Spotlight LagosPhoto Festival 2017: Oluwamuyiwa Logo
Oluwamuyiwa Logo works predominantly in black-and-white photography, employing both a conceptual and a documentary approach. He seeks to use the camera as a shrewd observer of the human carnival by capturing people, things and stories from perspectives that are often overlooked, ignored or taken for granted. He has participated in significant exhibitions including Perspectives from Within (2016), School of Arts in San Francisco, Lagos: Hustle & Hope (2015), and Lagos: Young Contemporaries (2016) both at the Rele Gallery and It’s Not Furniture (2017) at the Omenka Gallery. In this interview with Omenka, he talks about the growth of the photography industry and his series ‘A Buffet of Light and Dark Forms’, which he will be exhibiting at the 2017 edition of the LagosPhoto Festival
Congratulations! You are one of the 36 photographers selected for this year’s edition of the LagosPhoto Festival. Can you tell us about some of the works you will be exhibiting?
The work I am showing at the LagosPhoto Festival is a series of collages in which I combined photos of familiar forms in an assemblage to give off a new subversive or loud feeling. The assemblage, both minimal and jarring is titled ‘A Buffet of Light and Dark Forms’.
When did you first consider yourself a professional photographer?
I think that would be October 2014 when I decided to work full time as one.
You have achieved international recognition for your work which embraces staged and documentary photography. Please tell us about your underlying philosophy?
My philosophy is about curiosity and storytelling through the use of the mundane and banal, to find a worthy story to be told visually from every form or frame. This of course is very biased as my perspective is solely formed by my biases and sentiments. It is therefore a constant work of reminding myself to have the healthiest sense of bias, empathy, humour, compassion and worth ethic to act, so that I do not miss the fleeting beauty that forms the crux of my aesthetic when it presents itself beneath the obvious, and amidst the human carnival.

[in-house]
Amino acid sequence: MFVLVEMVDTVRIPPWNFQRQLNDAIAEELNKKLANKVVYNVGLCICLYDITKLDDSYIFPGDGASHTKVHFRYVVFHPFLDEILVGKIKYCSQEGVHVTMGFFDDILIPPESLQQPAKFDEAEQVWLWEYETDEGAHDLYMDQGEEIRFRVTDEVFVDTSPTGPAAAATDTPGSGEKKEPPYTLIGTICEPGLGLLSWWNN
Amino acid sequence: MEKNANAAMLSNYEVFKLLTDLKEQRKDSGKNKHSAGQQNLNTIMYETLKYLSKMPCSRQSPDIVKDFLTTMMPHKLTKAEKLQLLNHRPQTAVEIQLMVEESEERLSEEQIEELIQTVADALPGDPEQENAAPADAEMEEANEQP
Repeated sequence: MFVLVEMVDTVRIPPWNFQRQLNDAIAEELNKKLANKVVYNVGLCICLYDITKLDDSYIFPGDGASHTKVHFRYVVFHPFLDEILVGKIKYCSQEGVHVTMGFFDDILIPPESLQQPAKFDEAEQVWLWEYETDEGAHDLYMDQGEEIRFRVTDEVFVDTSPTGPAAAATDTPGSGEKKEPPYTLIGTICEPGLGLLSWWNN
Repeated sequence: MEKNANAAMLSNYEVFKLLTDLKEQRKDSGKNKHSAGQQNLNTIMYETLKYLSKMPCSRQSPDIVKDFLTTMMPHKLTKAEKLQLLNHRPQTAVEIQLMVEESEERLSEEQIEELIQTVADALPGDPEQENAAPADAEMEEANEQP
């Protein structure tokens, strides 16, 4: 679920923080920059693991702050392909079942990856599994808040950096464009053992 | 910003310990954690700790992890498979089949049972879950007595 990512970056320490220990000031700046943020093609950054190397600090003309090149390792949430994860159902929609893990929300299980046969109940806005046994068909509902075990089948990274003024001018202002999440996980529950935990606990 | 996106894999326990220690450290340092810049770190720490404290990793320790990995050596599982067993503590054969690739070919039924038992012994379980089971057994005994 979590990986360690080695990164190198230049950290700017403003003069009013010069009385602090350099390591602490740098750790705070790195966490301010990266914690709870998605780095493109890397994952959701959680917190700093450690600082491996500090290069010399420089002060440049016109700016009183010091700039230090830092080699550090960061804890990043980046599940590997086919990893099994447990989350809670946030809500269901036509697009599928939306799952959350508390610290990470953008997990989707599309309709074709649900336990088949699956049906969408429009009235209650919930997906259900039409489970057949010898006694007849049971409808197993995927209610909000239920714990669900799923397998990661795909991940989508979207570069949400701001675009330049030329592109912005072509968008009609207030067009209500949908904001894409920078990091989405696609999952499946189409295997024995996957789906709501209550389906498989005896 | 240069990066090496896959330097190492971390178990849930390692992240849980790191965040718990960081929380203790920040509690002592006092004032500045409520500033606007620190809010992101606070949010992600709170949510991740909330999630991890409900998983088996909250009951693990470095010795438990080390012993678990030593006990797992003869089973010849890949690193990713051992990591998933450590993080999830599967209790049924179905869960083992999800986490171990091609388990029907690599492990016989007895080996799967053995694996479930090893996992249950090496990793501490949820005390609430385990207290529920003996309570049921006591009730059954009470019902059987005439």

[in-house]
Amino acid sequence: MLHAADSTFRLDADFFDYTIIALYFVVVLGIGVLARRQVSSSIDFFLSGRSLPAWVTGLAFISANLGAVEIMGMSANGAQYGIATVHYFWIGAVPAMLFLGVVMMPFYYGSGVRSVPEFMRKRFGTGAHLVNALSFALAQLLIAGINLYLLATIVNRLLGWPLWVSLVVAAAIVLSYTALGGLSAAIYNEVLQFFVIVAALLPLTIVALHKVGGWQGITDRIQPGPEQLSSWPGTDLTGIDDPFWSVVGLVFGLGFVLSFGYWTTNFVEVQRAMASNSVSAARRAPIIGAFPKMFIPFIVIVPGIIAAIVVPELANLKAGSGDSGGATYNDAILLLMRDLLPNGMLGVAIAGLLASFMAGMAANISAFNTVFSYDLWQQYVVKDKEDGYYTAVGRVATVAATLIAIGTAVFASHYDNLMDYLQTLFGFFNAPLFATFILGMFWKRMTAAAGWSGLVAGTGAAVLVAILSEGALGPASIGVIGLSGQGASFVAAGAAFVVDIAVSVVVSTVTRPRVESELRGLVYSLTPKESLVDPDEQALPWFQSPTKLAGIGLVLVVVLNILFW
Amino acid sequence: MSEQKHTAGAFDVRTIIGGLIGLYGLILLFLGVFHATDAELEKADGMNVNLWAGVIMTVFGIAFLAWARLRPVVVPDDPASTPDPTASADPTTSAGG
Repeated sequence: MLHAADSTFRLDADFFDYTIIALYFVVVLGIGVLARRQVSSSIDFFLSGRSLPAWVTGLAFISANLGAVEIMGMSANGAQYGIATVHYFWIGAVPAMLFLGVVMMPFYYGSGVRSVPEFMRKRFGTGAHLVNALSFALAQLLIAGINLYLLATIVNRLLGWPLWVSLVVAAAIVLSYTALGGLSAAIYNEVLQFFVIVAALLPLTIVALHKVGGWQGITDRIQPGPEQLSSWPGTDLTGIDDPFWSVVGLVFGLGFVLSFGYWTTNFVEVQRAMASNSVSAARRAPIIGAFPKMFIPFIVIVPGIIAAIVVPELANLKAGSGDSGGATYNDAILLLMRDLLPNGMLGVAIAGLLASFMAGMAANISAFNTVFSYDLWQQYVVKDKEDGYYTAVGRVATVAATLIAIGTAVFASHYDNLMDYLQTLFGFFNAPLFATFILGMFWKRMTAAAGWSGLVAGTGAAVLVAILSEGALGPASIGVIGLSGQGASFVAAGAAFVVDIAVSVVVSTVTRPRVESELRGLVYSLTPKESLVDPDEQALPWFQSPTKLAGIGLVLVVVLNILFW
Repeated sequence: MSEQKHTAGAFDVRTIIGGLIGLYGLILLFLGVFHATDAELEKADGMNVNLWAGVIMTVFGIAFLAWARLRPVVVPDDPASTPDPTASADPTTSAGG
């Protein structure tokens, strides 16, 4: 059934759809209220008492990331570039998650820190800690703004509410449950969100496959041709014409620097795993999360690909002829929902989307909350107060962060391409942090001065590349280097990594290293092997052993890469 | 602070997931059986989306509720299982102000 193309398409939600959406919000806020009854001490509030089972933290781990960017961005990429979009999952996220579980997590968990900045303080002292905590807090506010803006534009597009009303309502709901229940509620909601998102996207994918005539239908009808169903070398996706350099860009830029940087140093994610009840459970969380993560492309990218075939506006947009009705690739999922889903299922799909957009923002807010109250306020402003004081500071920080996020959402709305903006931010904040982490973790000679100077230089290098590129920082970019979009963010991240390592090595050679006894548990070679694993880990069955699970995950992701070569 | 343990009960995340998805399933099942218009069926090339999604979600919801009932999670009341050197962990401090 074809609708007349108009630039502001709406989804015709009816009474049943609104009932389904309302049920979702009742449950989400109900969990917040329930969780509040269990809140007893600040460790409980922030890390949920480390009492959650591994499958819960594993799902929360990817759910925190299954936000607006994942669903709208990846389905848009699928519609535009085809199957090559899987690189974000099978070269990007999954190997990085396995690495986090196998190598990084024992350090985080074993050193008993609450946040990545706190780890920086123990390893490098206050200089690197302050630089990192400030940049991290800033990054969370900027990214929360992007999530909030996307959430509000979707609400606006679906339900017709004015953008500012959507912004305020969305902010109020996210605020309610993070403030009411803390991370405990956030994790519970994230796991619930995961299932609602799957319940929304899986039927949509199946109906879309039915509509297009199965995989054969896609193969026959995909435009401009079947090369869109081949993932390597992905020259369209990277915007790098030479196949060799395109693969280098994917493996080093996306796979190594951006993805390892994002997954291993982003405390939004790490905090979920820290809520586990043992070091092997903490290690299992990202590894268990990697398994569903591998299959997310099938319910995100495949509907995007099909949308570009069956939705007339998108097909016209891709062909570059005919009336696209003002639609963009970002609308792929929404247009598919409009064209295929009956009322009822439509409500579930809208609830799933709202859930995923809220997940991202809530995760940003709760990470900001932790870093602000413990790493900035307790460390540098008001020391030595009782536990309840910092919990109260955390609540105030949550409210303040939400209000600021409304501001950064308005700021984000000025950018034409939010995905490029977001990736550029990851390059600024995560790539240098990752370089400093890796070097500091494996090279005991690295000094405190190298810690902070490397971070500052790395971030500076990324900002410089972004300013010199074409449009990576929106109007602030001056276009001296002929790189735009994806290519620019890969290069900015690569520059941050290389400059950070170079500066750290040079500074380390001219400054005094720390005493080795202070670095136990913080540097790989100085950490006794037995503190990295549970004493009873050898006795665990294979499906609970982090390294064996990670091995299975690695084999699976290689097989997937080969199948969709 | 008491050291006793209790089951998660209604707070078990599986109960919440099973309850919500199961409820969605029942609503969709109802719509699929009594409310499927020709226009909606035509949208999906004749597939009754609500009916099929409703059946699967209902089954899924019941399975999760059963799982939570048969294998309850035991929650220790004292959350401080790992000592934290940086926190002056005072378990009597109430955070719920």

What do you attribute to the increasing global interest in African art, as well as the rising phenomenon of art fairs all over the world?
There is not one side to this story but in my opinion, African artists are no longer asserting their creations towards a curriculum of acceptance; they are honing a unique and personal aesthetic even outside traditional motifs. They are also not in any militant refusal of external influence. If necessary, the hybrid of this influence and the already overwhelming inspiration within the continent creates the climate for beautiful art. Global art interest pursues such a fire dance. In addition, this phenomenon is not random; it should be credited to the labours of heroes past, well sustained by those who came after and looking good in the hands of current doers.
What in your opinion does the growing development of photography across Africa portend for it?
It means that in 100 years the archive of work by African photographers will finally reflect a view of how a people saw themselves, and not a brief or an art direction. It may not look like it because of the little collaboration across board but in itself, it is reverse ethnographic work happening through passionate careers these image makers, curators and institutions live for.
What advice would you give to emerging artists?
Be very deliberate.
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